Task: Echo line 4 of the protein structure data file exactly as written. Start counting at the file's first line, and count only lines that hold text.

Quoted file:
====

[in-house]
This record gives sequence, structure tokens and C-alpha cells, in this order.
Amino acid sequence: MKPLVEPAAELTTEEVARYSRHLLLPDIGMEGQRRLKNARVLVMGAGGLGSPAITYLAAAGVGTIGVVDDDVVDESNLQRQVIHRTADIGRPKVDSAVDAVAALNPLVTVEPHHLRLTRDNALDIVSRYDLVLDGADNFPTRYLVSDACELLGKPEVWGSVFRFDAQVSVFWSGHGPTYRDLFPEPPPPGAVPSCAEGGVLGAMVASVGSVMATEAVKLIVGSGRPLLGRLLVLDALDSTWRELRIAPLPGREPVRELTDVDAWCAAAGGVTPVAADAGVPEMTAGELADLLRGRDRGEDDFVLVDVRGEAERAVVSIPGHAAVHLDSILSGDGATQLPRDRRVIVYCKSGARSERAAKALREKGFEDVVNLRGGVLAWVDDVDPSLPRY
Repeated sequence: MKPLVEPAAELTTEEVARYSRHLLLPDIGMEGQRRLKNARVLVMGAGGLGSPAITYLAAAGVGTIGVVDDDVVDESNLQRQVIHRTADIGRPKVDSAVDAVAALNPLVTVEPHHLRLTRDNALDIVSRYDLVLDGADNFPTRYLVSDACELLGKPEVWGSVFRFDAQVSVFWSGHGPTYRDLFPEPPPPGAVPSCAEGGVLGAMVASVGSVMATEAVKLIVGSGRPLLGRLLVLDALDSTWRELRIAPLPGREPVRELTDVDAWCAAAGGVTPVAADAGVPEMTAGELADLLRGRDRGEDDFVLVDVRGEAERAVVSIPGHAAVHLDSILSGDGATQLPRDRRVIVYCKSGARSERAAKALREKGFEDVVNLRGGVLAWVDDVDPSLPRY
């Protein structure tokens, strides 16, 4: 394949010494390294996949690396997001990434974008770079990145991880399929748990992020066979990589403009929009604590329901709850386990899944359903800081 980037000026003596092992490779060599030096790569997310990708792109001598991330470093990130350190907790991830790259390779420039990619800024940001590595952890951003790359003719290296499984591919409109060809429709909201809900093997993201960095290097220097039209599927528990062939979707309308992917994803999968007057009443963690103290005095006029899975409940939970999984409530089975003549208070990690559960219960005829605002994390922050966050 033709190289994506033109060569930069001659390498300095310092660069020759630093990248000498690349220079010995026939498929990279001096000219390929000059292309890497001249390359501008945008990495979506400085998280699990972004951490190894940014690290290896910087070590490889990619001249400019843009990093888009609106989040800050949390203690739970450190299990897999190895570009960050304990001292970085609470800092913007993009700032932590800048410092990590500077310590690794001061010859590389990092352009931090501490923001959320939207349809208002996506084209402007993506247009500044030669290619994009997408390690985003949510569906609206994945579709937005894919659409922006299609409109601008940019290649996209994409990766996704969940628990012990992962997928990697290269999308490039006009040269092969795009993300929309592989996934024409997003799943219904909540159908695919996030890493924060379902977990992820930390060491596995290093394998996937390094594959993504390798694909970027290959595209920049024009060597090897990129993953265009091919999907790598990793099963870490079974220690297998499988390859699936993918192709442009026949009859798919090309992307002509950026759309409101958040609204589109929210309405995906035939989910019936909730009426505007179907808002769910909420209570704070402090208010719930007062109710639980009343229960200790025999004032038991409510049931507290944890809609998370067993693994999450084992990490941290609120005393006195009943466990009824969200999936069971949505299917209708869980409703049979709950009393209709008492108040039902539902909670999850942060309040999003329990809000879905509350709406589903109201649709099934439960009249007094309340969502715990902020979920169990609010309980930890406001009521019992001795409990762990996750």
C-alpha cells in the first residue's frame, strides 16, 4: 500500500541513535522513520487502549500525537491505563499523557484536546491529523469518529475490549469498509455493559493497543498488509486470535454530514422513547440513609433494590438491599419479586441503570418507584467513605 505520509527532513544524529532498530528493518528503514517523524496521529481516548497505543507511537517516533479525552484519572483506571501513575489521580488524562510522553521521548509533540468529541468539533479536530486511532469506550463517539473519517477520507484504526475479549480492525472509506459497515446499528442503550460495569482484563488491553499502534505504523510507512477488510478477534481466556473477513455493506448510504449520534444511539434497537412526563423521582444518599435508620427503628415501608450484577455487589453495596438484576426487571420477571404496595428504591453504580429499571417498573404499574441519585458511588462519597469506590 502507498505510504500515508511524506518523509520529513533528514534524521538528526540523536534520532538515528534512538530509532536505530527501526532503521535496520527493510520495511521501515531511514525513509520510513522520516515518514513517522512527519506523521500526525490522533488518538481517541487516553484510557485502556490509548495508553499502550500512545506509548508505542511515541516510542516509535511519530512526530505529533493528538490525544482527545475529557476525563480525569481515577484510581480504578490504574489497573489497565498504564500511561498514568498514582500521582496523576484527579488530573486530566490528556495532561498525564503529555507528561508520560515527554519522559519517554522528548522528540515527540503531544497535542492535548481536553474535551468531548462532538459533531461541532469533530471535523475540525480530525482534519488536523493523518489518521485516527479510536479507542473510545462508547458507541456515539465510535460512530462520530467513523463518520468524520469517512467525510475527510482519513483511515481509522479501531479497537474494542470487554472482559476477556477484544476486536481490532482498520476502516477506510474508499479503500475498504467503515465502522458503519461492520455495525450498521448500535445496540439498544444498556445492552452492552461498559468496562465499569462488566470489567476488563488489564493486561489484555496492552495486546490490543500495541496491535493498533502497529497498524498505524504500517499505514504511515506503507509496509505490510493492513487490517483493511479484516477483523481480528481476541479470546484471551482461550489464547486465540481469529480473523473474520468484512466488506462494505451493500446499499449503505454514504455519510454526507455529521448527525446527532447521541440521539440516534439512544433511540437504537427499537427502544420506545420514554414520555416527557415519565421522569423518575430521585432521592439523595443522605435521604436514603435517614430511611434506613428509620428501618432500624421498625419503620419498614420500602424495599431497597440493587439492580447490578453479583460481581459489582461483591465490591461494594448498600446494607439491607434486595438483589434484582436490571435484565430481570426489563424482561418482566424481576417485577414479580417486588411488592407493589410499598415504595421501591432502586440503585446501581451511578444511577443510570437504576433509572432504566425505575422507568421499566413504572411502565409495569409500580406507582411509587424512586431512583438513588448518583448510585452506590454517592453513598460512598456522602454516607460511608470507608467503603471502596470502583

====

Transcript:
Repeated sequence: MKPLVEPAAELTTEEVARYSRHLLLPDIGMEGQRRLKNARVLVMGAGGLGSPAITYLAAAGVGTIGVVDDDVVDESNLQRQVIHRTADIGRPKVDSAVDAVAALNPLVTVEPHHLRLTRDNALDIVSRYDLVLDGADNFPTRYLVSDACELLGKPEVWGSVFRFDAQVSVFWSGHGPTYRDLFPEPPPPGAVPSCAEGGVLGAMVASVGSVMATEAVKLIVGSGRPLLGRLLVLDALDSTWRELRIAPLPGREPVRELTDVDAWCAAAGGVTPVAADAGVPEMTAGELADLLRGRDRGEDDFVLVDVRGEAERAVVSIPGHAAVHLDSILSGDGATQLPRDRRVIVYCKSGARSERAAKALREKGFEDVVNLRGGVLAWVDDVDPSLPRY